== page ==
Benefits of Reading: Revisited

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I believe this topic to be important, so I wish to revisit it again.

I have previously written about the happiness of reading, a pleasure I hope everyone, or at least, most people experience. As I wrote before, I consider reading to be one of the main joys of life.  Reading is one of the most essential and, at the same time, the most sublime of pleasures.  Reading can take us places we have never been, tell us stories we have not known, and let us experience the lives of many other people.

In addition to the pleasures of reading, I also want to consider the benefits of reading. I think the first, and perhaps most obvious, value is that of education. Regardless of where the reading is done, or if it is for class or for self, all reading informs the reader in some way. As a Professor of English Literature, I teach many books in my courses at Lehigh University and the Wescoe School of Muhlenberg College–and for me, this is one of the most fulfilling parts of my life, to share books and explore them with students.

While there are a myriad of ways to learn in life, reading still stands out as the primary, and most efficient, way of gaining information. (I am not in any way discounting the importance of learning through experience.) Readers can learn about areas of study that exist far outside of their particular areas of understanding or expertise. For example, I am a student of English literature, but I love reading books about quantum mechanics and the extraordinarily esoteric world of String Theory. I do not understand these ideas the way a physicist would, but I can still appreciate the ideas from books aimed at intelligent, non-specialist readers. Such reading allows the book lover to explore an almost unlimited range of ideas.

In addition to education, I think there is a second and equally important value to reading. I have read numerous articles recently about studies suggesting that people, who read, especially fiction, develop more empathy than those who do not read (Chiaet). The overall point of the results of this study, as well as others, is that people who read fiction tend to learn to identify with other human beings and their problems. This is what many of our parents taught to us when they said that we needed to learn to walk in the shoes of other people. It is the basic idea of trying to understand how other people think and feel. Even without these scientific studies, I would assert that fiction helps us to develop empathy.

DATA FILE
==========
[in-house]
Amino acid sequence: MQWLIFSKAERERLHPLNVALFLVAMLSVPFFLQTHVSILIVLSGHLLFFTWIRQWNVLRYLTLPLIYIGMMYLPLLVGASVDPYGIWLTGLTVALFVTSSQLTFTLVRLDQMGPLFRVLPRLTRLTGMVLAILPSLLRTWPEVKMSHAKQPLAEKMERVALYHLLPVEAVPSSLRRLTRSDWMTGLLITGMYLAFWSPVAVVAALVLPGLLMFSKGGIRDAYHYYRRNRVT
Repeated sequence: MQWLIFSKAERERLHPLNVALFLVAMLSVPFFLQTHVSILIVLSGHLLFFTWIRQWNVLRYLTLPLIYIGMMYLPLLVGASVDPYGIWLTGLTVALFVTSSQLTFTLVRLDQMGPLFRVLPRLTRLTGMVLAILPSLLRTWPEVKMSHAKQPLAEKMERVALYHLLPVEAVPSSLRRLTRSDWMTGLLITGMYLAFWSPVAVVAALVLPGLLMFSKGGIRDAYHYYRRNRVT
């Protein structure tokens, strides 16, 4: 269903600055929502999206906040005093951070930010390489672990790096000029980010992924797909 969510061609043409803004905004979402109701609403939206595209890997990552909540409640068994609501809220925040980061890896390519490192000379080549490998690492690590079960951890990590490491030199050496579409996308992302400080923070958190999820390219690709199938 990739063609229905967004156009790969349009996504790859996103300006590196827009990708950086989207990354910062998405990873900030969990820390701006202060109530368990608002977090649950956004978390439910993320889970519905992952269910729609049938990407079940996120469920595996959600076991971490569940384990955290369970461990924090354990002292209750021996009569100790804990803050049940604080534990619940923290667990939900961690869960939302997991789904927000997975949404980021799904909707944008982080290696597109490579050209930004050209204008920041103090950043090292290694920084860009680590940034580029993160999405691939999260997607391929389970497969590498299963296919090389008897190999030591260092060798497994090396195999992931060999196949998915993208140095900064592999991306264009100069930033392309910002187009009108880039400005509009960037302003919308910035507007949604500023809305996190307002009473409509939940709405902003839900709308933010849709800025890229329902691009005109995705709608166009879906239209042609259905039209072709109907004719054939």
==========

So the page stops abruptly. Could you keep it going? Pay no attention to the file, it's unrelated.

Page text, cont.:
What do you think about this? Do any of you have other suggestions about the benefits of reading? I would enjoy seeing your ideas.

Works Cited

Chiaet, Julianne. “Novel Finding: Reading Literary Fiction Improves Empathy.” Scientific
American.Com. October 4, 2013. Web.

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Quotations on Service to Others

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“The best way to find yourself is to lose yourself in the service of others.”

                                                                       Mahatma Gandhi

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“The best way to not feel hopeless is to get up and do something. Don’t wait for good things to happen to you. If you go out and make some good things happen, you will fill the world with hope, you will fill yourself with hope.”

                                                                        Barack Obama

 

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“Life is for service.”

                                                                        Fred Rogers

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“Ask not what your country can do for you; ask what you can do for your country.”

                                                                        John F. Kennedy

Happy Thanksgiving–What Are You Thankful For?

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Happy Thanksgiving!

Please remember to recognize the positives and the blessings in your lives.

Enjoy your feasts, your gatherings, and your traditions. And please remember to give thanks to those who help us in many ways. So many are away from home, friends, and family, and we should all give them a moment of thanks.

Please try to remember those who are less fortunate, and try to find some kindness and to continue to spread it throughout the year.

To my friends, including my many blogging friends, and family, –thank you!

I would also like to ask all of you:  For what are you thankful?

 

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Gallows Hill can be found here in ebook.

Gallows Hill in paperback can be found here.

An interview about Gallows Hill can be found here.

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Please follow the following links to find my novel:

ebook

Print book

Thank you!

The book trailer:

Maledicus:Investigative Paranormal Society Book I

My radio interview:

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Available on Amazon

 

Quotations on Gratitude